Some systems that utilize holistic goals are capapble of reducing
the use and or abuse of consumptives. Not all ag. systems need to be
considered as steadily reducing non-renewables, they can be building them.
Choices that are made have to be based on the goals established, then tested
with a series of guidelines that evaluate the results of the decisions
before they are made. For instance, the HRM decision making model works in
Holistic Resource Management (HRM) is a decision-making process that enables
you to ensure that any decision you make will be ecologically, economically
and socially sound and will take you toward a pre-determined "holistic
goal." Your holistic goal drives the process. (Society can and must provide
the basis for these goals in the long run!) It is based on human values,
what one must produce to sustain those values, and the resource base that
will have to be produced and maintained to sustain both values and
production indefinitely. In practice, this process enables land
managers to restore biodiversity while sustaining or increasing profits; and
urban businesses or community organizations to become socially and
responsible as well as profitable. The battle is one of educating the ag.
community, the public and government that there can be alternatives that
build diversity, fertility and stable production systems.
>It's not a matter of being organic, or slash-and-burn, or Green Revolution
>production, since in some way all depend on nonrenewable resources. Only
>the recipes of ingredients and activities differ. We have NEVER had a
>"system" of sustainable agriculture, and today none could rightfully claim
>that it would last indefinitely. There are multiple constraints. For many
>reasons today they all are unwitting executioners of the future. None can
>turn the ship, for reasons ranging from the pervasive influences of money
>to the immense pressure reducing the carrying capacity of the planet as the
>demand increases. We must invent the way to become sustainable, if we wish
>to give a legacy of choices to those that follow us. Sustainable means
>that you (us, we, society, humankind) make choices that lead to conditions
>where there are multiple choices. "Sustainability" is not a "state" but a
>process that can perpetuate itself indefinitely.
So, as I see this, we need incentives to make the changes.
Harvesting solar dollars in a sustainable way is all and good but producers
need to be given a new set of tools with which to make decisions that lead
to more stable and sustainable systems.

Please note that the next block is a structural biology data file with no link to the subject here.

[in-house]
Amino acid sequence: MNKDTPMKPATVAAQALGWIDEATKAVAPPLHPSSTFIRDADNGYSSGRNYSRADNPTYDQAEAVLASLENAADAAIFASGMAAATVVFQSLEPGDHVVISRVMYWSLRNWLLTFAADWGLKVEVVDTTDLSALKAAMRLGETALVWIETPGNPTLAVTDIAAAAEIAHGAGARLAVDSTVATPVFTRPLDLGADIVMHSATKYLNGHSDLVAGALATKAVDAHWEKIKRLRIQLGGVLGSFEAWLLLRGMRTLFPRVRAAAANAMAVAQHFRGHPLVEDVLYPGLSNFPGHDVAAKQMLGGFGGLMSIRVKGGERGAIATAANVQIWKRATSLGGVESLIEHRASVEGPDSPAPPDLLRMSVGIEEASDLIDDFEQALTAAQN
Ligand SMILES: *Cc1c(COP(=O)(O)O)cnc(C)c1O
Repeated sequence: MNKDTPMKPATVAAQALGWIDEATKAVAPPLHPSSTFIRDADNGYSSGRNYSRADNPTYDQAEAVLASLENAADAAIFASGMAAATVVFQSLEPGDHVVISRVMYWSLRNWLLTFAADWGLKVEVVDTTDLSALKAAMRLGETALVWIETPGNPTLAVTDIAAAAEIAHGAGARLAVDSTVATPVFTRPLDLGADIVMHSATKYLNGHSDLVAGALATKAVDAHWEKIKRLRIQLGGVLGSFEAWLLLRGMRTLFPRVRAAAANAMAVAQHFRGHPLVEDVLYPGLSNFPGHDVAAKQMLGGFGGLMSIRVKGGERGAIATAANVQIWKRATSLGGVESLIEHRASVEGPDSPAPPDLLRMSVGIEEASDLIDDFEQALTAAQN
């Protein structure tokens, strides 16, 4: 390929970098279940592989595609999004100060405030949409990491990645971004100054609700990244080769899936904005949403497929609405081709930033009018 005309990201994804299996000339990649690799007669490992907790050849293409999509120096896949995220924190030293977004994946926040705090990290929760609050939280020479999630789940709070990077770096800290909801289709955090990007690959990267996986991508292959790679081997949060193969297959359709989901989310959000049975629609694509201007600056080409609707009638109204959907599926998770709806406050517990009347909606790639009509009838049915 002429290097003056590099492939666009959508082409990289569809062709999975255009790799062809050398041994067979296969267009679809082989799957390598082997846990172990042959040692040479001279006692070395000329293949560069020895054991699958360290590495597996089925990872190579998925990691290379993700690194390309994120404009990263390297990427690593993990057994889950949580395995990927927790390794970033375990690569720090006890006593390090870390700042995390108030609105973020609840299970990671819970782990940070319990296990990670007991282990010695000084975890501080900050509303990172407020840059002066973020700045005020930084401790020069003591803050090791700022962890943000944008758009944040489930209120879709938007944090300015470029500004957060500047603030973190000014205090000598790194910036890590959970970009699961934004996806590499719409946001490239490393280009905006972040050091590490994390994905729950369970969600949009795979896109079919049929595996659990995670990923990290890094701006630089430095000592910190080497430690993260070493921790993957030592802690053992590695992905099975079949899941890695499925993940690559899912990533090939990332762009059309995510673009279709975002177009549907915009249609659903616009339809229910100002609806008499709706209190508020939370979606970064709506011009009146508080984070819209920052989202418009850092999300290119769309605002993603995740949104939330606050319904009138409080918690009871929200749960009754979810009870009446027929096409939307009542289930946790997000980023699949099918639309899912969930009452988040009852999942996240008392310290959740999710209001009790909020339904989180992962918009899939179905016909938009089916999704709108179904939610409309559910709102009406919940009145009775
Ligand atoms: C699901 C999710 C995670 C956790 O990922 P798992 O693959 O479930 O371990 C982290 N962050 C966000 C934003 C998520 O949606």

The problem is how to establish incentives to do this! Society must give it
a value in such a way that it becomes the preferred alternative!
Sustainability needs to become a
decision making process that perpetuates itself.
>To avoid the confusion, we need to remember that good decisions require
>ways of telling how we are increasing options that increase options, etc.,
>and allow us to correct what we're doing in time to avoid diaster (which is
>a condition without options, the crash). What most of us associate with
>"sustainable" are, indeed, steps in some way that seem to be in the "right"
>direction. But, for example, recall that there were ONLY organic farmers
>before this century, and civilizations fell anyway. There must be more to
>"sustainable" than this! The eco-, socio-, atmo-, and geo-spheres all are
>interconnected, and have important functions that we are disrupting so that
>options are declining. In general, it sometimes seems that we are still
>racing madly to the crash, and need to expand our navigation to more
>holistic criteria while we get clear on where it is that we want to go.
How true! So why not a set of decision making tools that looks at
all the aspects (the whole) of any decision as it relates to resource/ag
production goals, social and ecosystem goals?
>If you CAN, in principle, answer the question, then the question is not
>about sustainability. Don't we really want to know about the way decisions
>are being made, and what their consequences will be? Robert Rodale said
>sustainability was a question, and I agree.
You hit the button on this last comment. When I read this I flashed
on the HRM model, based on the work of Alan Savory. When one looks at the
ecosystem foundation blocks (Succession, Water cycle, Mineral cycle, Energy
flow) uses tools and follows guidelines based on ecosystem testing and
diverse management options it certainly gives a better chance at approaching
the definition and reality of sustainable ag. systems.
What is needed is a mass educational push to introduce a new
paradigm. It will happen because there are some ag. managers/farmers who
are trying and succeeding in small steps at making this decision making
model work! This a rather general overview of HRM. Read Mr. Savory's book,
(if you have not already!) -Wholistic Resource Management- it has a lot of
very meaningful things to say about the ideas you touched on Dick!
>R. H. (Dick) Richardson Office: 512-471-4128
>Zoology Dept. Home: 512-476-5131
>Univ. of Texas FAX: 512-471-9651
>Austin, TX 78712
Mitchell Bay Farm